But let's get to the heart of the matters because most article discussing the ruling didn't.
Unquestionably, Biden's forgiveness was unconstitutional. He forgave $400 billion in student loans by executive power he did not have.
The real question was finding someone with standing to sue.
Let's dive into the 26-page Student Debt Cancellation Ruling starting with the strongly worded conclusion by District Judge Mark T. Pittman.
Conclusion (Emphasis Mine)
This case involves the question of whether Congress—through the HEROES Act—gave the Secretary authority to implement a Program that provides debt forgiveness to millions of student-loan borrowers, totaling over $400 billion.
In this country, we are not ruled by an all-powerful executive with a pen and a phone. Instead, we are ruled by a Constitution that provides for three distinct and independent branches of government. As President James Madison warned, “[t]he accumulation of all powers, legislative, executive, and judiciary, in the same hands, whether of one, a few, or many, and whether hereditary, self-appointed, or elective, may justly be pronounced the very definition of tyranny.”
THE FEDERALIST NO. 47. The Courtis not blind to the current political division in our country. But it is fundamental to the survival of our Republic that the separation of powers as outlined in our Constitution be preserved. And having interpreted the HEROES Act, the Court holds that it does not provide “clear congressional authorization” for the Program proposed by the Secretary.
Thus, Plaintiffs’ Motion for Summary Judgment (ECF No. 3) is GRANTED and Defendants’ Motion to Dismiss (ECF No. 25) is DENIED And the Court DECLARES UNLAWFUL and VACATES the Program. SO ORDERED on this 10th day of November2022.
Mark T. Pittman
United States District Judge
Undoubtedly Correct Conclusion
The conclusion is undoubtedly correct. Even House Speaker Nancy Pelosi said Biden did not have the power to do this. It is not in the executive's power to discharge hundreds of billions of dollars.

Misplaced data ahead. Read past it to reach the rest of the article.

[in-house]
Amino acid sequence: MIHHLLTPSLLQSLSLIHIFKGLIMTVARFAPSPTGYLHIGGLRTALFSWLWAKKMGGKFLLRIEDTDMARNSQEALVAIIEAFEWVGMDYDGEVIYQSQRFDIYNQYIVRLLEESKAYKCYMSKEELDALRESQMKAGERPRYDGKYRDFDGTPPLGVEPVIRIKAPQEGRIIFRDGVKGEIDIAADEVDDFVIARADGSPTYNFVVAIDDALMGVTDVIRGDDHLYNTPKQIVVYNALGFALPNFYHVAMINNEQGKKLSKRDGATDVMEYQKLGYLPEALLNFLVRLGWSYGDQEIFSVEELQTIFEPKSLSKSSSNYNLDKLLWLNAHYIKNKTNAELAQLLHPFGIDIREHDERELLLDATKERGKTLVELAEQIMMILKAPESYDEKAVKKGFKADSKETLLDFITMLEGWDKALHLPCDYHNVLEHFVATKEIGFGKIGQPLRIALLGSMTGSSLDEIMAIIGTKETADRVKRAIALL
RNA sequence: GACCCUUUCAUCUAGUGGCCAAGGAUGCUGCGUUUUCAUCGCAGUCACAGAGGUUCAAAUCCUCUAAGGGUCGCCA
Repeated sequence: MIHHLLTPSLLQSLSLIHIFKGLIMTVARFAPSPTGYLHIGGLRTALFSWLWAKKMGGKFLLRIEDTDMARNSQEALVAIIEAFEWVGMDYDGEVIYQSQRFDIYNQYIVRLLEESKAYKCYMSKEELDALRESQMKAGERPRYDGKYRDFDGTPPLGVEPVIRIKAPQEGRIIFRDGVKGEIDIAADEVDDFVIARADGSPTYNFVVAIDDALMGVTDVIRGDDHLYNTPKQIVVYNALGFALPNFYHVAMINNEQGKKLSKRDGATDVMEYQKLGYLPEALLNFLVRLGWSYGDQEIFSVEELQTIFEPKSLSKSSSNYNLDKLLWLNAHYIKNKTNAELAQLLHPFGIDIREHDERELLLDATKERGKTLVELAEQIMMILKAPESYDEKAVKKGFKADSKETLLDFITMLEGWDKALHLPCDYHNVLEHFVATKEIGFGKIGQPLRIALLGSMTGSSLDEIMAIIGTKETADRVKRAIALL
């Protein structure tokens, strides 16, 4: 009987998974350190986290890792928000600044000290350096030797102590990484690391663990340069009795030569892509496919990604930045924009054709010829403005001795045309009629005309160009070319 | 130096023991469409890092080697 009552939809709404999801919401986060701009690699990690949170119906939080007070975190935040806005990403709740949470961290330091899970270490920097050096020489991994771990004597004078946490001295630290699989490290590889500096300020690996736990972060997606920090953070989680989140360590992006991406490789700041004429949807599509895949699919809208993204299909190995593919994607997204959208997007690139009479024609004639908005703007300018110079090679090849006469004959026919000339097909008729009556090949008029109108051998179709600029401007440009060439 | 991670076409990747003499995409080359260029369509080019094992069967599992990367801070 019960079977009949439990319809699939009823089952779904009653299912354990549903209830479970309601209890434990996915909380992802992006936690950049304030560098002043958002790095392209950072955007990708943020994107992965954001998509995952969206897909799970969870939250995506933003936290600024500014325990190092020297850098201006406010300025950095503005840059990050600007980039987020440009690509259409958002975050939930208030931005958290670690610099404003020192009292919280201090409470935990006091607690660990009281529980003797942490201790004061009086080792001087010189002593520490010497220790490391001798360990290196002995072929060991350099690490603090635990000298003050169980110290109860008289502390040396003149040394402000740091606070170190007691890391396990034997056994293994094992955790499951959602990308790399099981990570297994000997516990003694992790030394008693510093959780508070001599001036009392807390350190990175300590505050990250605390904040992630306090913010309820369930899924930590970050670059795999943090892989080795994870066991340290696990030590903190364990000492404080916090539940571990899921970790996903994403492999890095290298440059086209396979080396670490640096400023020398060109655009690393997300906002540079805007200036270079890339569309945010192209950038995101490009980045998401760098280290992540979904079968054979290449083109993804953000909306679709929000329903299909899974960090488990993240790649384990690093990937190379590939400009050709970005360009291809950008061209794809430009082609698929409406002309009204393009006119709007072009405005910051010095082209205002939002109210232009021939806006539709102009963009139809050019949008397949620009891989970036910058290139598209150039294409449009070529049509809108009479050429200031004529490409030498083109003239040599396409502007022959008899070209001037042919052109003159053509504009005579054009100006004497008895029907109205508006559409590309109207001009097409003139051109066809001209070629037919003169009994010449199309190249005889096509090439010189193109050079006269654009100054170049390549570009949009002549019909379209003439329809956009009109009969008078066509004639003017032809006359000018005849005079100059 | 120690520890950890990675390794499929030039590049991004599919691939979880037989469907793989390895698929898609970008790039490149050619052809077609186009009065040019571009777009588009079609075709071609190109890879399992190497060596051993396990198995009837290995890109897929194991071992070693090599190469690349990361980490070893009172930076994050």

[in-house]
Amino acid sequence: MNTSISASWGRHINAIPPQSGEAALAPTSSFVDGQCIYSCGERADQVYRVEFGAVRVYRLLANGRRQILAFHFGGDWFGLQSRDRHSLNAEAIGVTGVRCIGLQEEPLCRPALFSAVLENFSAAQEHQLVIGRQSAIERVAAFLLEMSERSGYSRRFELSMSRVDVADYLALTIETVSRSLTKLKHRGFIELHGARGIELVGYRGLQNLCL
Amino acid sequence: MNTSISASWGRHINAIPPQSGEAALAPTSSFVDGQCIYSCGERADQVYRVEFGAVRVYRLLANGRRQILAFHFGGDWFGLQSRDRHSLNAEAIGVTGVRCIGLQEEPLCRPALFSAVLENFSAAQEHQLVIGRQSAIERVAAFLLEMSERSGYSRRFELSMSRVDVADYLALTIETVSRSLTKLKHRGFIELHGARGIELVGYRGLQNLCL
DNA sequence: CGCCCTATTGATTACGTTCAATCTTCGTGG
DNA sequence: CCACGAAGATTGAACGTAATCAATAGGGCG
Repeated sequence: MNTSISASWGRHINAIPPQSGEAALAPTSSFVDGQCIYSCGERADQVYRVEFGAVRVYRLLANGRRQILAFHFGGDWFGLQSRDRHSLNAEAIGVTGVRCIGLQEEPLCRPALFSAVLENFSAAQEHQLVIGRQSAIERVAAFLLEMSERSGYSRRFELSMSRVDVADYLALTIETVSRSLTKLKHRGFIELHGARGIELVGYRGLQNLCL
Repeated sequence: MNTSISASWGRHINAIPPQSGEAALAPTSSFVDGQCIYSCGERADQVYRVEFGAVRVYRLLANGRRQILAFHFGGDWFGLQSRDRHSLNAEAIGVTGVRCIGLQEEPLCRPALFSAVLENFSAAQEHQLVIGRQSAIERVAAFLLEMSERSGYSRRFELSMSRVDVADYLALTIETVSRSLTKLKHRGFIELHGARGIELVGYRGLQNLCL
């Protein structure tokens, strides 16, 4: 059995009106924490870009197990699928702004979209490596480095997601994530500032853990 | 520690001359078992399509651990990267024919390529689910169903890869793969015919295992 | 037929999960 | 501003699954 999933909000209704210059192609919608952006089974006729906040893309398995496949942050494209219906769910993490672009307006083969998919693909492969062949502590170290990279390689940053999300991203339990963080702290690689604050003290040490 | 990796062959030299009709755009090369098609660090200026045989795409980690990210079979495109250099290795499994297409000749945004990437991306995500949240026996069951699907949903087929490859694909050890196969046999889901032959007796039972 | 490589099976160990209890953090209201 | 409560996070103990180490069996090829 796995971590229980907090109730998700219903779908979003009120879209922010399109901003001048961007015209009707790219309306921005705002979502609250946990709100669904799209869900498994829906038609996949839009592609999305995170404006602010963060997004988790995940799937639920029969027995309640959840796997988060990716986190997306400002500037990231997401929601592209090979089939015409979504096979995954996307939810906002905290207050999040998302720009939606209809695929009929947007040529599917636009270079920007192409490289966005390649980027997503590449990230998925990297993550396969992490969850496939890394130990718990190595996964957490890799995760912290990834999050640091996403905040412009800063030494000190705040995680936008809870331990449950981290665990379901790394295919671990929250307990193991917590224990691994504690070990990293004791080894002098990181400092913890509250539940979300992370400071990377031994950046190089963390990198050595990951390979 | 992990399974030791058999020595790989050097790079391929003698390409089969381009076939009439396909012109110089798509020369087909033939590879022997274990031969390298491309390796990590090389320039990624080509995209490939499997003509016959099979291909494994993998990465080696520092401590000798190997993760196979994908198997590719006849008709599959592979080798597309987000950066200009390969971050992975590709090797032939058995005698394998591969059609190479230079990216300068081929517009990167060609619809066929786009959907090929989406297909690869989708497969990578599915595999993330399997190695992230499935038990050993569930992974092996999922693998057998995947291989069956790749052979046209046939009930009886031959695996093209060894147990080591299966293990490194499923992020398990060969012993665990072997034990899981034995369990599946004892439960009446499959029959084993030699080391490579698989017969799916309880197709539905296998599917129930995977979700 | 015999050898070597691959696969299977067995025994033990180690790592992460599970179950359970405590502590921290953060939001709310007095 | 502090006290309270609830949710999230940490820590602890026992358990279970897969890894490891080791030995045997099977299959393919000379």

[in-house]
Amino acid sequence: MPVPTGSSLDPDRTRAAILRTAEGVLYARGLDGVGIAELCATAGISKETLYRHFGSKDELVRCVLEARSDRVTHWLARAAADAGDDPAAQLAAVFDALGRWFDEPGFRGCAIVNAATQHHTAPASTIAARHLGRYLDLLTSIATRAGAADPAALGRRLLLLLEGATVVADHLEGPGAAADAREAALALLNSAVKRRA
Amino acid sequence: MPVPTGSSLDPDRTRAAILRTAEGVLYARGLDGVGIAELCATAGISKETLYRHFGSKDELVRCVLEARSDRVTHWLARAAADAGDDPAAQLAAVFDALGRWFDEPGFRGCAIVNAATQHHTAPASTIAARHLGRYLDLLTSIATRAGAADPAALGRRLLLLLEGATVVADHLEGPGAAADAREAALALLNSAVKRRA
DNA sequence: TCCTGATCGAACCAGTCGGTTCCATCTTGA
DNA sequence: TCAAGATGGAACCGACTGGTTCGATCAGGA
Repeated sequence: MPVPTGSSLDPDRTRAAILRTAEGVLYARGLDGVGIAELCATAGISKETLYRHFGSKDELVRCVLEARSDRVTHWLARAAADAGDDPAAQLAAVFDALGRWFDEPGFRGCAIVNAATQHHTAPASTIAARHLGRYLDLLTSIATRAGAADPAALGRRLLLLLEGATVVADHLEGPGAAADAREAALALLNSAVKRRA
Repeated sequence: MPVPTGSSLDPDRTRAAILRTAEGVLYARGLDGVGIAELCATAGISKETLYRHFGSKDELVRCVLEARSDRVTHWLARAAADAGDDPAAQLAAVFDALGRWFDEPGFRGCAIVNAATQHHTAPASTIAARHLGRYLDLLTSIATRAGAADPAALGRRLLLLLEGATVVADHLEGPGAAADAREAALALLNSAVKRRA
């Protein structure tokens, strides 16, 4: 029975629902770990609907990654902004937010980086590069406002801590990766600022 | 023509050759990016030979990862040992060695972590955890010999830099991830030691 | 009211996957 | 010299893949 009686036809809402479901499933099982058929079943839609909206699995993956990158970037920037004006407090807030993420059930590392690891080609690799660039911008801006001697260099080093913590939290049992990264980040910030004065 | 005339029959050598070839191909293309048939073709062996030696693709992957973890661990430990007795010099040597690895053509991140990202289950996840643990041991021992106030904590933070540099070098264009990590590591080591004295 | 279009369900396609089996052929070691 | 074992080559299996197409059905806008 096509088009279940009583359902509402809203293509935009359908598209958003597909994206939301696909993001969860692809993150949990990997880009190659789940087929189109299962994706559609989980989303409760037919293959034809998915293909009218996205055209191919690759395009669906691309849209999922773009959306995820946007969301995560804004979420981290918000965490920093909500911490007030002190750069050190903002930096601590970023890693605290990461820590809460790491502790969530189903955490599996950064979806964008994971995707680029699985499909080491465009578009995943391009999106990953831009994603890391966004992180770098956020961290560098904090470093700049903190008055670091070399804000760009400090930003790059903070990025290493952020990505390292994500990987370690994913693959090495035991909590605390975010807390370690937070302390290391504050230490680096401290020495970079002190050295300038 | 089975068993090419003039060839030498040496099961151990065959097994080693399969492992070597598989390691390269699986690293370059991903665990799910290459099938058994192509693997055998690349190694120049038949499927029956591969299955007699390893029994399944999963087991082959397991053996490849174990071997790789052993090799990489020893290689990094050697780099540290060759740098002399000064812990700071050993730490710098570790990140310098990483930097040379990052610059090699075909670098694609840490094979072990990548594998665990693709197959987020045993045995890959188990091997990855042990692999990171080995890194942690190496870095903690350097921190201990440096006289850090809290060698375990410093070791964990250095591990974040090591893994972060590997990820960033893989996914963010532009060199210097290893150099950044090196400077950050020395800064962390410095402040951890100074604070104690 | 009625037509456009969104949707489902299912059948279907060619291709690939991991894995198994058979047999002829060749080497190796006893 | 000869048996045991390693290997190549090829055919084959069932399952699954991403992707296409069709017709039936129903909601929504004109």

Biden's rationale was more than a bit flimsy. Despite having stated the pandemic was over, the alleged decision was under the Heroes Act dealing with the Covid pandemic.
Biden did not care. Of course, once Biden made the move Pelosi backed Biden.
Standing to Challenge
The unfortunate setup is that no one can challenge clearly unconstitutional executive orders without standing.
Someone has to prove they were harmed by Biden given away $400 billion. Taxpayers do not count.
- First, there must be a concrete injury in fact that is not conjectural or hypothetical.
- Second, there must be causation—a fairly traceable connection between a plaintiff’s injury and the complained-of conduct of the defendant.
- Third, there must be redressability—a likelihood that the requested relief will redress the alleged injury.
The plaintiffs say they were harmed because they were exempted from even greater benefits. This is quite peculiar, if not downright bizarre.
With that let's return Pittman's ruling, first noting the defendant in this case is the White House and the plaintiffs are individuals named Brown and Taylor.
Plaintiffs Myra Brown and Alexander Taylor both have student loans. Brown is ineligible for any debt forgiveness under the Program because her loans are commercially held. And Taylor is ineligible for the full $20,000 in debt forgiveness under the Program because he did not receive a Pell Grant. Because Brown and Taylor, however, could not voice their disagreement because the Program did not undergo notice-and-comment rulemaking procedures under the Administrative Procedure Act (“APA”).